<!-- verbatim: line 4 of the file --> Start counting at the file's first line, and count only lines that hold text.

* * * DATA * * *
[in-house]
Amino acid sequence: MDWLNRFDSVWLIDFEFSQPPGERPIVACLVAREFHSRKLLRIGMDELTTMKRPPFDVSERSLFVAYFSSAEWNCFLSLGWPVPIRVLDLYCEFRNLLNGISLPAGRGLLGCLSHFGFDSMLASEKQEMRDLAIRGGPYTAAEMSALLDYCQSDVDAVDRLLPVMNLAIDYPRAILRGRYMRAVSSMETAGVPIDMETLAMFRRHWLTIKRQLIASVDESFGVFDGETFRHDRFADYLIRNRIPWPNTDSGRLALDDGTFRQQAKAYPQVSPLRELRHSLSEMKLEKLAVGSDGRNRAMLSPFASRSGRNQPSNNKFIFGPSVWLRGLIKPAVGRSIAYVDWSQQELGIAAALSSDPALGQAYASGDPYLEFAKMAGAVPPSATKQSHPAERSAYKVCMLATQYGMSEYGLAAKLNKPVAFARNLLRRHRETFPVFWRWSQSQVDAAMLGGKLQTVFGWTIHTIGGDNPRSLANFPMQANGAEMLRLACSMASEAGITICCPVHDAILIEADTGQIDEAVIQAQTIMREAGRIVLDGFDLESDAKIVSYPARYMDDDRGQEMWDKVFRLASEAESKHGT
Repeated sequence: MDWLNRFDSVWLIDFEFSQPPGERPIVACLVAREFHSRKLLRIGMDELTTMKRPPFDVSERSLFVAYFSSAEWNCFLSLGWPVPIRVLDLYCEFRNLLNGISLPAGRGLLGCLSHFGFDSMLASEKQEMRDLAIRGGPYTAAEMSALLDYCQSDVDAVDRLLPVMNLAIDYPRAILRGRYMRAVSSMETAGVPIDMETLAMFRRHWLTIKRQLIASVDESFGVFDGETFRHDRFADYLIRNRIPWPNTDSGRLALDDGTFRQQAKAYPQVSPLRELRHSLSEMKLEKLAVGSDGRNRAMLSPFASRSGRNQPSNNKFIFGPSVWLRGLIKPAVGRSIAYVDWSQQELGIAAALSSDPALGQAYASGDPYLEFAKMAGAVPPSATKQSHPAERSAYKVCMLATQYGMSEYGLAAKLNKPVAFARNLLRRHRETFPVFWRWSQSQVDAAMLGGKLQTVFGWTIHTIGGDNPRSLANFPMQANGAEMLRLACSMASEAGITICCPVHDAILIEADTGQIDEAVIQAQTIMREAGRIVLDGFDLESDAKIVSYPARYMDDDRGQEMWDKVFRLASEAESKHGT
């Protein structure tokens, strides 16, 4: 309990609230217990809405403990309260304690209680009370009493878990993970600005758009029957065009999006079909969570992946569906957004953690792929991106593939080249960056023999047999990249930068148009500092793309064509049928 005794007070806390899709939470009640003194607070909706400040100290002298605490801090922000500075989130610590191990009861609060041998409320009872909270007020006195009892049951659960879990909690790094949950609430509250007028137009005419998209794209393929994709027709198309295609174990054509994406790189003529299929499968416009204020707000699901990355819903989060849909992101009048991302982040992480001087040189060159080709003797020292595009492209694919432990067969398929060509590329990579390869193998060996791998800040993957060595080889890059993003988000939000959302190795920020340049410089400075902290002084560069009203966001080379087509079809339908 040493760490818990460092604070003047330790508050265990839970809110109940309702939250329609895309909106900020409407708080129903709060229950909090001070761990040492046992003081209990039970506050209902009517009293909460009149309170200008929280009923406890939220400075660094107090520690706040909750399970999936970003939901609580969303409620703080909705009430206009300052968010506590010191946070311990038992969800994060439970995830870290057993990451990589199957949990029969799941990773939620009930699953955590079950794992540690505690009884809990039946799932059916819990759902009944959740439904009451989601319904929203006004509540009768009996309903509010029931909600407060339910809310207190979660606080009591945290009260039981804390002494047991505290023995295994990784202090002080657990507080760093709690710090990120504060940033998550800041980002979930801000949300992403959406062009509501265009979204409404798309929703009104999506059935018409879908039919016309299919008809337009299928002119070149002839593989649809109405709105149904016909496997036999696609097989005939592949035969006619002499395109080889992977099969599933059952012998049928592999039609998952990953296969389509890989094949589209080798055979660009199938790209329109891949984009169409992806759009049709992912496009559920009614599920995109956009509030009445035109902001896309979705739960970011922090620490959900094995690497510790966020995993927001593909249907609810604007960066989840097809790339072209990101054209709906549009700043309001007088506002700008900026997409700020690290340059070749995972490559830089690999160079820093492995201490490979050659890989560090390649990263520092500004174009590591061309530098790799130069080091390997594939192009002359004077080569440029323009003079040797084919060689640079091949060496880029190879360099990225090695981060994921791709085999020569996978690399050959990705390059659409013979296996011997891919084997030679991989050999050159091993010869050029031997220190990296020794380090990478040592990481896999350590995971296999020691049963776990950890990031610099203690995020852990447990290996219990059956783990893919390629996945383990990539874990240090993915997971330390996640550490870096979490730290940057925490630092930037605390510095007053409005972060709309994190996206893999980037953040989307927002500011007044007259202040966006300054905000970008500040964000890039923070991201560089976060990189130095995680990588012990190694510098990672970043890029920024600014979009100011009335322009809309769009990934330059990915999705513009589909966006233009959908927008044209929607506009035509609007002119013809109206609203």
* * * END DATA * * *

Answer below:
């Protein structure tokens, strides 16, 4: 309990609230217990809405403990309260304690209680009370009493878990993970600005758009029957065009999006079909969570992946569906957004953690792929991106593939080249960056023999047999990249930068148009500092793309064509049928 005794007070806390899709939470009640003194607070909706400040100290002298605490801090922000500075989130610590191990009861609060041998409320009872909270007020006195009892049951659960879990909690790094949950609430509250007028137009005419998209794209393929994709027709198309295609174990054509994406790189003529299929499968416009204020707000699901990355819903989060849909992101009048991302982040992480001087040189060159080709003797020292595009492209694919432990067969398929060509590329990579390869193998060996791998800040993957060595080889890059993003988000939000959302190795920020340049410089400075902290002084560069009203966001080379087509079809339908 040493760490818990460092604070003047330790508050265990839970809110109940309702939250329609895309909106900020409407708080129903709060229950909090001070761990040492046992003081209990039970506050209902009517009293909460009149309170200008929280009923406890939220400075660094107090520690706040909750399970999936970003939901609580969303409620703080909705009430206009300052968010506590010191946070311990038992969800994060439970995830870290057993990451990589199957949990029969799941990773939620009930699953955590079950794992540690505690009884809990039946799932059916819990759902009944959740439904009451989601319904929203006004509540009768009996309903509010029931909600407060339910809310207190979660606080009591945290009260039981804390002494047991505290023995295994990784202090002080657990507080760093709690710090990120504060940033998550800041980002979930801000949300992403959406062009509501265009979204409404798309929703009104999506059935018409879908039919016309299919008809337009299928002119070149002839593989649809109405709105149904016909496997036999696609097989005939592949035969006619002499395109080889992977099969599933059952012998049928592999039609998952990953296969389509890989094949589209080798055979660009199938790209329109891949984009169409992806759009049709992912496009559920009614599920995109956009509030009445035109902001896309979705739960970011922090620490959900094995690497510790966020995993927001593909249907609810604007960066989840097809790339072209990101054209709906549009700043309001007088506002700008900026997409700020690290340059070749995972490559830089690999160079820093492995201490490979050659890989560090390649990263520092500004174009590591061309530098790799130069080091390997594939192009002359004077080569440029323009003079040797084919060689640079091949060496880029190879360099990225090695981060994921791709085999020569996978690399050959990705390059659409013979296996011997891919084997030679991989050999050159091993010869050029031997220190990296020794380090990478040592990481896999350590995971296999020691049963776990950890990031610099203690995020852990447990290996219990059956783990893919390629996945383990990539874990240090993915997971330390996640550490870096979490730290940057925490630092930037605390510095007053409005972060709309994190996206893999980037953040989307927002500011007044007259202040966006300054905000970008500040964000890039923070991201560089976060990189130095995680990588012990190694510098990672970043890029920024600014979009100011009335322009809309769009990934330059990915999705513009589909966006233009959908927008044209929607506009035509609007002119013809109206609203």